US expert confronts Afghan ambassador, says young Pakistan military officers oppose terrorism

  • Afghan ambassador Hamdullah Mohib urged the international community to stop supporting Pakistan
  • Robin Raphel refuted allegations of Afghan ambassador saying young military officers are more sensitive to terrorism
Pakistan

WASHINGTON – Former assistant secretary of state for South Asia, Robin Raphel, refuted allegations of Afghan ambassador and expressed that the new generation of Pakistani military officers was more sensitive to terrorism than its predecessors.


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At a weekend seminar on Afghanistan in California, America’s most prestigious forum on security issues, the Afghan ambassador Hamdullah Mohib spoke before Ms Raphel and urged the international community to stop supporting Pakistan.

“Pakistan is moving toward becoming a state that supports terrorism as an element of foreign policy, to a state that believes in terrorism,” he claimed.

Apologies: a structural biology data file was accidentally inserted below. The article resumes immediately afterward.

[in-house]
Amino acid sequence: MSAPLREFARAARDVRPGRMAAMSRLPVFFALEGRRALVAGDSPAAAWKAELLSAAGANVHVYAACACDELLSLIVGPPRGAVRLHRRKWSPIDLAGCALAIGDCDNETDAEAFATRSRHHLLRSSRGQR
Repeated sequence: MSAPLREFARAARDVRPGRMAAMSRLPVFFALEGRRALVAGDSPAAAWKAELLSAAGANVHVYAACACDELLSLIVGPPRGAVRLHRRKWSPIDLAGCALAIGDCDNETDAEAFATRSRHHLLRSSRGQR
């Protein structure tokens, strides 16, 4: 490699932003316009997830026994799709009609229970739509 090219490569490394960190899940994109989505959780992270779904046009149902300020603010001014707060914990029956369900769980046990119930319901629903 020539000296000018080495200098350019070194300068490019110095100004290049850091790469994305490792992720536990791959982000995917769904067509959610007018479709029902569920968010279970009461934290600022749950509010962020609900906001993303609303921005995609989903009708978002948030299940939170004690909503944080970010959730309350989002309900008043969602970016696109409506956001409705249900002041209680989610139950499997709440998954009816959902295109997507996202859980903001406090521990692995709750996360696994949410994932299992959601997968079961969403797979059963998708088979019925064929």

The ambassador went a mile more and alleged that the new cadre of officers in the Pakistani military believed in terrorism as an ideology and as those officers rose through the ranks, they would create more problems for the world.

“If we continue to give Pakistan a free pass, imagine the conflict at a time when the military is one million strong, has nuclear weapons, has sophisticated intelligence and believes in extremism at its core,” he warned.

He also urged the international community to work with the Pakistani civilian leadership to keep the military in check.

However, after having spewed the venom against Pakistan, once again, US security expert Raphel who is termed a pro-Pakistan American confronted the allegations and disagreed with Mr Mohib’s claim that “terrorism and Pakistan are equated”.

She maintained Pakistan was one of the numerous countries that have a “proxy” in Afghanistan but also cited a reason for that compulsion.

“It was likely to keep that proxy as long as uncertainty existed on the outcome of the conflict’ she said and added that the statement of Afghan envoy was “a little bit misleading” and inaccurate.

Ms Raphel, who also had to face an FBI inquiry last year because of her alleged links with Islamabad said a lack of clarity in Washington’s policies was preventing Pakistan from breaking its links with the Haqqani network.

Ms Raphel noted that during a visit to Pakistan earlier this month, Senator John McCain too asked Islamabad to do more and what he heard from the Pakistanis was: They too are waiting for an overall US policy.

Pakistan’s ambassador Aizaz Ahmad Chaudhary decided not to attend the seminar because of a recent experience in Washington where he was hooted and ridiculed at a similar event.